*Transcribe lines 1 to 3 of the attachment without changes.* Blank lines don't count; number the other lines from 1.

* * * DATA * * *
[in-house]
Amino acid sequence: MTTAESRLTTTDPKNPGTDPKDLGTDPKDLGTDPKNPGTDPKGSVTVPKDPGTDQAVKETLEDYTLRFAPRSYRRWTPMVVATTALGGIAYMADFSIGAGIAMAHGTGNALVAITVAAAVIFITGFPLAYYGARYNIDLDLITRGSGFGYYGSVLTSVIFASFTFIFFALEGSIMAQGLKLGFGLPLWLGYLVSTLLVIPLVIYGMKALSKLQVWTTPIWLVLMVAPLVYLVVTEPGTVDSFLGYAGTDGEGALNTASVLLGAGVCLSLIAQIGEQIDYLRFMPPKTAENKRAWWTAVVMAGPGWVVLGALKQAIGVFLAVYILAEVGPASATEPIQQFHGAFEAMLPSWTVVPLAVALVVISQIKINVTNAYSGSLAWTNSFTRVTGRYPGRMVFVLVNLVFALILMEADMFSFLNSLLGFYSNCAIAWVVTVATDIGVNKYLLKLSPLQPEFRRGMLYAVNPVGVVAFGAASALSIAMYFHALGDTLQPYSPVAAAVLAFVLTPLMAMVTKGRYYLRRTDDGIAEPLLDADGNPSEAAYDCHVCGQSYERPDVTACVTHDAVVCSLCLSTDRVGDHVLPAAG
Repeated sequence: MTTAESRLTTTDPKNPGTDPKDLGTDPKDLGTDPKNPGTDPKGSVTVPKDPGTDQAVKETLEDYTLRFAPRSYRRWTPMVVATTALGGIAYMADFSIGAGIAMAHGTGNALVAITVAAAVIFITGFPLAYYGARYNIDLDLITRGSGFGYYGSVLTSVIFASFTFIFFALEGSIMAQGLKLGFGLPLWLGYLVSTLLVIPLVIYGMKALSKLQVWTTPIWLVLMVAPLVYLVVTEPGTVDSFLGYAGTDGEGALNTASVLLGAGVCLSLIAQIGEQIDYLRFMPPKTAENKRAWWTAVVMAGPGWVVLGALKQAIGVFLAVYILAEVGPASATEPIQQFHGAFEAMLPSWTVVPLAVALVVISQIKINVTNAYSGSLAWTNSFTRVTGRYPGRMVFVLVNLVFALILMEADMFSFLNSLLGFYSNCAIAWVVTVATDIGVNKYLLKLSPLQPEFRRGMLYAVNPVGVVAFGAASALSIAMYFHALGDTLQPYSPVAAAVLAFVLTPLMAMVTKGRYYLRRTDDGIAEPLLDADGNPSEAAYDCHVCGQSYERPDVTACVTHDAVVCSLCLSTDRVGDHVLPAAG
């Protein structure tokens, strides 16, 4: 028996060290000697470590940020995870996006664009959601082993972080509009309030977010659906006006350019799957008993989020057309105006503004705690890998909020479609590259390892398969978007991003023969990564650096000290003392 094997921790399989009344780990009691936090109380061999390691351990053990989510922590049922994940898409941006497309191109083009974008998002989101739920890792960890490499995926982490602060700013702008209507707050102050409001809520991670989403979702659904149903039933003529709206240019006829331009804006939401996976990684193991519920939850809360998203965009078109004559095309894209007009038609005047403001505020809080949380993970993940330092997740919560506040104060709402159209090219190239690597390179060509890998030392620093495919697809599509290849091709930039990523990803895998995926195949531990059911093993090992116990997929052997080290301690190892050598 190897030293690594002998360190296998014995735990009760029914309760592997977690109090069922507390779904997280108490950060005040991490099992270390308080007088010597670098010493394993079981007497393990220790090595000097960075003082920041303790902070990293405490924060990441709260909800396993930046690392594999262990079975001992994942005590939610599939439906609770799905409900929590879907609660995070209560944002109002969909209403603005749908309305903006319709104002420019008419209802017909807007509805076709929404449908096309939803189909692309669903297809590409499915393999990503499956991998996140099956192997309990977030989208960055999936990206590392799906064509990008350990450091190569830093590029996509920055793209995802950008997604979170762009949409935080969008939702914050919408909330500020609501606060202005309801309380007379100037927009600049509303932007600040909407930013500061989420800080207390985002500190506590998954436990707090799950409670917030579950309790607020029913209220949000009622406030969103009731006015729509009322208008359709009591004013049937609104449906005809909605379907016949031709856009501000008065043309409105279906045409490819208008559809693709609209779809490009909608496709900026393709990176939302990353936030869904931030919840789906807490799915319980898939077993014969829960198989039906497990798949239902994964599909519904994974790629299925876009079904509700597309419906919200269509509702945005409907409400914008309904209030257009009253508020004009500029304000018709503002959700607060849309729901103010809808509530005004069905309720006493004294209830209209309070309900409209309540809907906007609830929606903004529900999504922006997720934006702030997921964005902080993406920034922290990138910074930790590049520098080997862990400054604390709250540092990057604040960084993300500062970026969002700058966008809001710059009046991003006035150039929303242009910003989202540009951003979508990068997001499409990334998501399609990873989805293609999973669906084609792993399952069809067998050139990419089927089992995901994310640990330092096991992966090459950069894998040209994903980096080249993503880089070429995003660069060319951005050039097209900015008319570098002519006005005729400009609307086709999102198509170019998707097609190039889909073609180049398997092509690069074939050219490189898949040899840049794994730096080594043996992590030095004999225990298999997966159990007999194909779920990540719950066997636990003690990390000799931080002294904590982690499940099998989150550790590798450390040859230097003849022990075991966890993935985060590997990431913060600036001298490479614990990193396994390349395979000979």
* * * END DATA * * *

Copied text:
[in-house]
Amino acid sequence: MTTAESRLTTTDPKNPGTDPKDLGTDPKDLGTDPKNPGTDPKGSVTVPKDPGTDQAVKETLEDYTLRFAPRSYRRWTPMVVATTALGGIAYMADFSIGAGIAMAHGTGNALVAITVAAAVIFITGFPLAYYGARYNIDLDLITRGSGFGYYGSVLTSVIFASFTFIFFALEGSIMAQGLKLGFGLPLWLGYLVSTLLVIPLVIYGMKALSKLQVWTTPIWLVLMVAPLVYLVVTEPGTVDSFLGYAGTDGEGALNTASVLLGAGVCLSLIAQIGEQIDYLRFMPPKTAENKRAWWTAVVMAGPGWVVLGALKQAIGVFLAVYILAEVGPASATEPIQQFHGAFEAMLPSWTVVPLAVALVVISQIKINVTNAYSGSLAWTNSFTRVTGRYPGRMVFVLVNLVFALILMEADMFSFLNSLLGFYSNCAIAWVVTVATDIGVNKYLLKLSPLQPEFRRGMLYAVNPVGVVAFGAASALSIAMYFHALGDTLQPYSPVAAAVLAFVLTPLMAMVTKGRYYLRRTDDGIAEPLLDADGNPSEAAYDCHVCGQSYERPDVTACVTHDAVVCSLCLSTDRVGDHVLPAAG
Repeated sequence: MTTAESRLTTTDPKNPGTDPKDLGTDPKDLGTDPKNPGTDPKGSVTVPKDPGTDQAVKETLEDYTLRFAPRSYRRWTPMVVATTALGGIAYMADFSIGAGIAMAHGTGNALVAITVAAAVIFITGFPLAYYGARYNIDLDLITRGSGFGYYGSVLTSVIFASFTFIFFALEGSIMAQGLKLGFGLPLWLGYLVSTLLVIPLVIYGMKALSKLQVWTTPIWLVLMVAPLVYLVVTEPGTVDSFLGYAGTDGEGALNTASVLLGAGVCLSLIAQIGEQIDYLRFMPPKTAENKRAWWTAVVMAGPGWVVLGALKQAIGVFLAVYILAEVGPASATEPIQQFHGAFEAMLPSWTVVPLAVALVVISQIKINVTNAYSGSLAWTNSFTRVTGRYPGRMVFVLVNLVFALILMEADMFSFLNSLLGFYSNCAIAWVVTVATDIGVNKYLLKLSPLQPEFRRGMLYAVNPVGVVAFGAASALSIAMYFHALGDTLQPYSPVAAAVLAFVLTPLMAMVTKGRYYLRRTDDGIAEPLLDADGNPSEAAYDCHVCGQSYERPDVTACVTHDAVVCSLCLSTDRVGDHVLPAAG